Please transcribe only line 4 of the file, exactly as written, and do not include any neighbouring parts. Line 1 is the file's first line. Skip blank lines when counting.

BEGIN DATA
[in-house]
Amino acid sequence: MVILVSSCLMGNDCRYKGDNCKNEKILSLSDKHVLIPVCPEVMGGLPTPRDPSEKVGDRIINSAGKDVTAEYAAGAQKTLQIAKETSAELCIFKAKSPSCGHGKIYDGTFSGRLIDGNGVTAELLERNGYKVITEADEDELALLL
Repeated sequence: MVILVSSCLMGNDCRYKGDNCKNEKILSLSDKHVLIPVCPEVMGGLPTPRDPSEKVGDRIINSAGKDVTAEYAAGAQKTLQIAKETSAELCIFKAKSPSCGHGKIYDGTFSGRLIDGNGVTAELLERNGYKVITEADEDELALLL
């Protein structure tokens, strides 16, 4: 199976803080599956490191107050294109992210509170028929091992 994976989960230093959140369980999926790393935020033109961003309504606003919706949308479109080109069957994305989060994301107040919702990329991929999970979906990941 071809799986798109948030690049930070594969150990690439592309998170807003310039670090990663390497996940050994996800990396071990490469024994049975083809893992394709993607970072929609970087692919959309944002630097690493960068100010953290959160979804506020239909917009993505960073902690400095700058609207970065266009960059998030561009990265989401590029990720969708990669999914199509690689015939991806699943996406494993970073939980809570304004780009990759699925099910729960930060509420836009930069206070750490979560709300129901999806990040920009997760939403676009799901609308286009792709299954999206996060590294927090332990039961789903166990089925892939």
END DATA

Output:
């Protein structure tokens, strides 16, 4: 199976803080599956490191107050294109992210509170028929091992 994976989960230093959140369980999926790393935020033109961003309504606003919706949308479109080109069957994305989060994301107040919702990329991929999970979906990941 071809799986798109948030690049930070594969150990690439592309998170807003310039670090990663390497996940050994996800990396071990490469024994049975083809893992394709993607970072929609970087692919959309944002630097690493960068100010953290959160979804506020239909917009993505960073902690400095700058609207970065266009960059998030561009990265989401590029990720969708990669999914199509690689015939991806699943996406494993970073939980809570304004780009990759699925099910729960930060509420836009930069206070750490979560709300129901999806990040920009997760939403676009799901609308286009792709299954999206996060590294927090332990039961789903166990089925892939």